Silk is one of the recent products of Western Visayas coming from the silk farms in Negros Occidental.

The traditional textiles in Western Visayas have survived through the tenacity of families who learned the craft. Some fashion designers, entrepreneurs, and local government officials have supported their production, although it wasn’t enough to encourage many women to go back to their looms or prevent young weavers to leave for work in the cities or abroad.

Although they are not for everyday wear, Western Visayas has an attachment to these traditional textiles. Patadyong, for example, is a versatile cloth. It is a skirt, a hammock, an apron and a convenient wipe. Women wear patadyong while washing clothes or bathing in the river. The cloth also functions as a curtain, a tablecloth, pillowcase and blanket, among others. Fashion designers recently turned patadyong into gowns, cocktail dresses, and formal wear.

Crowd-drawing festival extravaganzas that entail huge expense on the part of organizers are part of packaged tourism and show certain aspects of local culture.

It’s more than street dancing to attract tourists. They also support local industries that otherwise do not get noticed.

For example, young festivals like Pandayan of Badiangan town and Pakuyang sa Tangyan of Igbaras town are deeply rooted in the traditions of the said towns. Pandayan, shown last June 18, draws inspiration from the centuries-old blacksmithing tradition of the central Iloilo town of Badiangan. The town produces many kinds of long blades (bolo or hinangon) and knives. The industry supports families and makes the town famous for its products.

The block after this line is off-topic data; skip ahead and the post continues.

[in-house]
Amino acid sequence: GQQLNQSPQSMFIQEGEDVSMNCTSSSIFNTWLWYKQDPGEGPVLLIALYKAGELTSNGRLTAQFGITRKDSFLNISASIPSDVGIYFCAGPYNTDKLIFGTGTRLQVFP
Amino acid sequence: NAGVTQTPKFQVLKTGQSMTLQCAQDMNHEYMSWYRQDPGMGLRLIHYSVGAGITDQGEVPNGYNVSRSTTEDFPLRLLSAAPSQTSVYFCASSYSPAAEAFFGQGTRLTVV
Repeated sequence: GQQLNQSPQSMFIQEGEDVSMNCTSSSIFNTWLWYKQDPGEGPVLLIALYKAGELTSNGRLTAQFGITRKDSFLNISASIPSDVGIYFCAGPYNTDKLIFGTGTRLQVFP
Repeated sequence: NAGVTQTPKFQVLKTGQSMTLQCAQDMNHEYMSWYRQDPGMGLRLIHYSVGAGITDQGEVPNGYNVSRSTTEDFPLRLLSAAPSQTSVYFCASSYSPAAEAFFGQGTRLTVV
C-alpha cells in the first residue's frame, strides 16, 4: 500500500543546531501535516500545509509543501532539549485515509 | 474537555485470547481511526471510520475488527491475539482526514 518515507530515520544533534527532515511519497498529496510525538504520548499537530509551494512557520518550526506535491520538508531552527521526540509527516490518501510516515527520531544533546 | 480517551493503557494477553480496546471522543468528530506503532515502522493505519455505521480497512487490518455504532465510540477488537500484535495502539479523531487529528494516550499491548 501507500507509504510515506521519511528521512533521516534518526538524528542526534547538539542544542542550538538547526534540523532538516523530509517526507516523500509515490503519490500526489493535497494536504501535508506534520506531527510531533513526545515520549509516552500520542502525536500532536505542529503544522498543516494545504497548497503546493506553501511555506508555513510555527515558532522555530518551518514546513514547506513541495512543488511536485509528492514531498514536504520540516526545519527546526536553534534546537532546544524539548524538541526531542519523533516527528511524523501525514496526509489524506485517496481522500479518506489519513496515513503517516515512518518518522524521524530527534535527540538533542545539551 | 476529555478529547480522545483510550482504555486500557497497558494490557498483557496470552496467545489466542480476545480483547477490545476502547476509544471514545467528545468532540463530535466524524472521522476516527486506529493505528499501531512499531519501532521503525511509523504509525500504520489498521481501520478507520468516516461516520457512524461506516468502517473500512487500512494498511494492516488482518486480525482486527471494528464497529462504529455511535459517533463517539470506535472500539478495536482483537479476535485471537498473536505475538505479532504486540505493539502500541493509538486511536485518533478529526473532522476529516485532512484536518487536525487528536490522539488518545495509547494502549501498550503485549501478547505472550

Enduring and popular festivals in Western Visayas share that element of promoting culture and livelihood. These were evident in the Ati-Atihan, Dinagyang, Masskara, Halaran and Binirayan where tourism receipts as well as local revenues get a boost. Ties were also strengthened, local talents were tapped and tourism facilities are upgraded.

A 20-minute boat ride from Iloilo takes a traveler to Guimaras Island for a day tour. Guimaras has unspoiled landscapes and white sand beaches. It also has mountain resorts like Valle Verde which gives a panoramic view of the sea. Guimaras offers island hopping and visits to coves and secluded beaches. For a more quiet time, a visit to Trappist Monastery or a hike to Balaan Bukid is a must.

If you’re searching for what is authentically Ilonggo, a city and countryside tour in Iloilo is a good place to start. A visit to Museo Iloilo that outlines the history of the Iloilo province introduces a visitor to origins and many influences that make up the Ilonggo culture. A drive through the old commercial district, known as Calle Real, and a stopover to the Iloilo Producers Association showroom are rewarding.

A visit to Jaro district brings a traveler to see turn-of-the century buildings and homes and the stately Jaro Cathedral where all its icons are male saints. This contrasts with that of the Molo Church, inspired by Gothic-Renaissance style, where all saints are females. While touring Iloilo, it is best to sample two famous dishes – Batchoy and pancit molo.

In a city tour of Roxas City, Capiz, one basks in freshness and abundance of seafood of which Capiz province is known for. A visit to Teodoro Arcenas Trade Center and Banica Dried Fish market is a must. These places offer a wide variety of fresh and processed marine products. Baybay Beach has rows of restaurants and resorts that serve delicious seafood grilled, stewed and cooked the native way. Try your angling skills at Capiz Bay Resort.

For a glimpse of culture and history, visit the Ang Panubli-on (Heritage) Museum and Roxas City Display Center where handicrafts and cut flower and ornamental plants are sold.

[ Baybay Beach Wiki | Molo Church Wiki | Trappist Monastery Wiki ]